Monday, August 5, 2013

"Divinely Comfortable But Beat To H*ll"

 Photo Roman dining couch courtesy Flickr


Friday’s post brought the above response from the owner of the sofa. I added the following: if it's divinely comfortable, preserve it by patching the scratching, so it doesn't deconstruct. Use a hunk of jeans or something with plain edges, then glue on a layer of salvaged carpet so the cats can work it in peace.

A piece like this can evolve over years into the upholstered equivalent of traditional Japanese patchwork, that added and reworked sections of cloth in simple rectangular units, as large as the stock would permit. Upholstery manuals and interior photographs from the late 1940s show similar economy: the seat of a chair was often covered in a different fabric from the back and arms. The examples I remember are from houses of privilege. The key to reuse is knowing the history of the thing, because cloth and padding can harbor microscopic pests. Presumably, this sofa is a veteran family piece that has been through a gradual process of demotion. 

After I blogged the other day, I realized that the lines of the couch are stylish and pureI don't think there's any such thing as beat to hell on a good piece of furniture. Our eyes get conditioned by new merchandising, but there's a respectable tradition of making the most of what one already has, and where this couch is concerned, that's quite a lot.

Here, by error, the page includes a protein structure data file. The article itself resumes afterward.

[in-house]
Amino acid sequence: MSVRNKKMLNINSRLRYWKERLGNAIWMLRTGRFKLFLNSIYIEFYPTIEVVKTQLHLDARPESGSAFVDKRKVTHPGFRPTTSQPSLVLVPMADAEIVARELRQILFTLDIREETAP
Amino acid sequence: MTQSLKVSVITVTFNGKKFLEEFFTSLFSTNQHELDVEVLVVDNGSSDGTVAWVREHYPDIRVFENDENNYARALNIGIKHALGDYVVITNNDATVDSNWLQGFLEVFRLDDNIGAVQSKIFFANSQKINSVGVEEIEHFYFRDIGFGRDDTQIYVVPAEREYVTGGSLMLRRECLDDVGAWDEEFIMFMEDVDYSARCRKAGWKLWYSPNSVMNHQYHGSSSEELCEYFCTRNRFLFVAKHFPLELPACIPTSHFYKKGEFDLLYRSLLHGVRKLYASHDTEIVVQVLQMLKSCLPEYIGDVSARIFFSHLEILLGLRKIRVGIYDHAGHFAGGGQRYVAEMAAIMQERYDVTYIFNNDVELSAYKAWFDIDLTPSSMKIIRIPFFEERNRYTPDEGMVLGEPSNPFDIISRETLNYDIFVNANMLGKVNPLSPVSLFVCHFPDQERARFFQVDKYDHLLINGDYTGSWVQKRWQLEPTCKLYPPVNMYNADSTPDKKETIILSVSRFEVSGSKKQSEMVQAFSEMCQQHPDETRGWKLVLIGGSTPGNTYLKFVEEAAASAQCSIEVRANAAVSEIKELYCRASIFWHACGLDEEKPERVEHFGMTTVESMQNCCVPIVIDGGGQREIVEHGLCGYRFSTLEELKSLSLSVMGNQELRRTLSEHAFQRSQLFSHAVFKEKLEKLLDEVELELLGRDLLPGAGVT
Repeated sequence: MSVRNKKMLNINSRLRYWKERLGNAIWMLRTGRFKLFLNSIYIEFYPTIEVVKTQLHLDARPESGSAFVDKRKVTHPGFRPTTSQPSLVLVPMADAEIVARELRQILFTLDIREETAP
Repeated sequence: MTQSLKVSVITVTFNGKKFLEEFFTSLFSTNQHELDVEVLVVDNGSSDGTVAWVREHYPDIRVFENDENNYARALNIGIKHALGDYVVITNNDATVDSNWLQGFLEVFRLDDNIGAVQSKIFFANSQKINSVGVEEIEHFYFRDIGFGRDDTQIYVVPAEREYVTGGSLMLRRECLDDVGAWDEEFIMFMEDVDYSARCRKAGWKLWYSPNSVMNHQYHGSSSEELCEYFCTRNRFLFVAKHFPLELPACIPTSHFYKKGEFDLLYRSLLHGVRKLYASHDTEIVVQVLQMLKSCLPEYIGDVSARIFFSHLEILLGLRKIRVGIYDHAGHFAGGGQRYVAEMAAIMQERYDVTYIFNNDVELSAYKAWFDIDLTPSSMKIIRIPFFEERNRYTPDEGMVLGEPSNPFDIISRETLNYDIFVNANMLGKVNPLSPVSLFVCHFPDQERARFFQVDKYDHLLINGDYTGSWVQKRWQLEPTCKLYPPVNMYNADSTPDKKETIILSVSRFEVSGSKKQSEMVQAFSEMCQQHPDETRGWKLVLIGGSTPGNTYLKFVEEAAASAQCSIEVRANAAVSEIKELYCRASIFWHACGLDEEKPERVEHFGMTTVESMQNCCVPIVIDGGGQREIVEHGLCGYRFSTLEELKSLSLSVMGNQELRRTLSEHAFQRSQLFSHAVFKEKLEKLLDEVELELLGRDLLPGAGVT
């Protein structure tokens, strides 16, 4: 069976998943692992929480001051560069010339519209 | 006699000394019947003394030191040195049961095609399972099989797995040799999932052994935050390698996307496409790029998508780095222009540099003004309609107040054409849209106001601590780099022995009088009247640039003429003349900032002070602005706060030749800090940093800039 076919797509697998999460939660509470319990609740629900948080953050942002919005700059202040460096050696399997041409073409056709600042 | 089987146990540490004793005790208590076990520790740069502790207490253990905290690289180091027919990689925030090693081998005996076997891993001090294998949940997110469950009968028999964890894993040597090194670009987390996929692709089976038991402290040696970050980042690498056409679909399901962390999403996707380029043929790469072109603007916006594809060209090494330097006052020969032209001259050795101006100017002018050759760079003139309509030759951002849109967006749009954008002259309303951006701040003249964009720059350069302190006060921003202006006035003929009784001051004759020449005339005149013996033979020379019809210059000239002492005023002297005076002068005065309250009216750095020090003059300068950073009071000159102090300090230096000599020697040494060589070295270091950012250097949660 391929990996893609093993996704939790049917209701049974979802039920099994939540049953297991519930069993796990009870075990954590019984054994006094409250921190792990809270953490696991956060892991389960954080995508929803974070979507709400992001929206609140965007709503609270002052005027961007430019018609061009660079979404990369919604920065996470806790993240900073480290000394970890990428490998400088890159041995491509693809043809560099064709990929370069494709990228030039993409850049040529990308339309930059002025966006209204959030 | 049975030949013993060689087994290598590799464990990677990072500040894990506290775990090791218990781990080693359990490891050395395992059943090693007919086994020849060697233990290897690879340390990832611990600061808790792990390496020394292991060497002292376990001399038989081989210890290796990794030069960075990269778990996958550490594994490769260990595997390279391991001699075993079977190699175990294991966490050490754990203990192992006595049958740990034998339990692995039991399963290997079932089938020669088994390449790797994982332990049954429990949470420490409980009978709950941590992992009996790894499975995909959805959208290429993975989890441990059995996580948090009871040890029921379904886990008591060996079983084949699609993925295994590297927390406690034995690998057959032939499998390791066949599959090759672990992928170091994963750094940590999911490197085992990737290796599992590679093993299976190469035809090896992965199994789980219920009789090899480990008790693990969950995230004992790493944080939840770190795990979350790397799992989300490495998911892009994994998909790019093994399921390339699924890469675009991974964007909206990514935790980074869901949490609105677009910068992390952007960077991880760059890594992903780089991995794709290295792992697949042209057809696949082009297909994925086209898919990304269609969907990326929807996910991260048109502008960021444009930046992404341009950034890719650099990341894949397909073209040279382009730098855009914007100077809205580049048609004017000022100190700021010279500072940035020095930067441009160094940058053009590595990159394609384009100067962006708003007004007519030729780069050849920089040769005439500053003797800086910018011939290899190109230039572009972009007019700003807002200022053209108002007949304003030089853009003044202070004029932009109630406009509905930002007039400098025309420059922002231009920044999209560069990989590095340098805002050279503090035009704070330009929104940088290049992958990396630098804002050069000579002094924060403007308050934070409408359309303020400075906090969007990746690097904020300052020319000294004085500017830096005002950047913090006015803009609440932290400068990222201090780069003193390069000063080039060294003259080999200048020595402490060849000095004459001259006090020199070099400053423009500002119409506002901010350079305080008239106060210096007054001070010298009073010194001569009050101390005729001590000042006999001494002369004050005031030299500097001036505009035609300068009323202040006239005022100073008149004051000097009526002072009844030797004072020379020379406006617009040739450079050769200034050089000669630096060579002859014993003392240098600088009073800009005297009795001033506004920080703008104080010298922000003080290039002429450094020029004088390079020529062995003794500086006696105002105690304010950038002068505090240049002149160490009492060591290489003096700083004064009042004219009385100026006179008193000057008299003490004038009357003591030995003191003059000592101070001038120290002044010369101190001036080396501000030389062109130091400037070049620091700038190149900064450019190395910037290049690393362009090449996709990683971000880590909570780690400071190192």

One school of thought about furniture holds that it's valuable to have things that are broken in, that show the comforting evidence of long use. The green aspects are obvious. Divinely comfortable is not always easy to find. Even a promising new piece from a high-end store can have its limitations, so one that's a known quantity is valuable in ways that are not obvious.

The hip retail chain ”ologie” offers old French upholstered pieces that are stripped down to their bones and webbing. Even a skeleton is valuable, if the structure is sound, and it’s fun to have a chance to rediscover the evolution of upholstery. Diana Phipp’s “Affordable Splendour” is a good tech manual for hacking padded furniture. Searching Flickr for "empire sofa" brought up a good collection of images of upholstery frames.

The gist of Phipp’s advice is to choose a piece with a sound frame, preferably heavy for its size to indicate good wood, with existing upholstery in good condition. If the seat is sagging, flip the piece over and get into the innards, lashing the springs together with heavy jute twine or zip ties. Re-do the webbing, hot glue a layer of muslin or landscaping fabric to the bottom to exclude bugs and rodents, and then hot glue a new covering in place. Phipps paints the original cording to match the new fabric, but I usually hot glue new line in place using something from the mountain climbing section of the local outdoor co-op.

Finish the feet of a used sofa with shoe polish, if they’re wood. Add teflon magical sliding castors to protect old glue joints from racking as the piece is pushed here and there.

Handle furniture by the rails that support the seat. That’s often a two-person job, and it’s worth the trouble to wait for a helper to show up.

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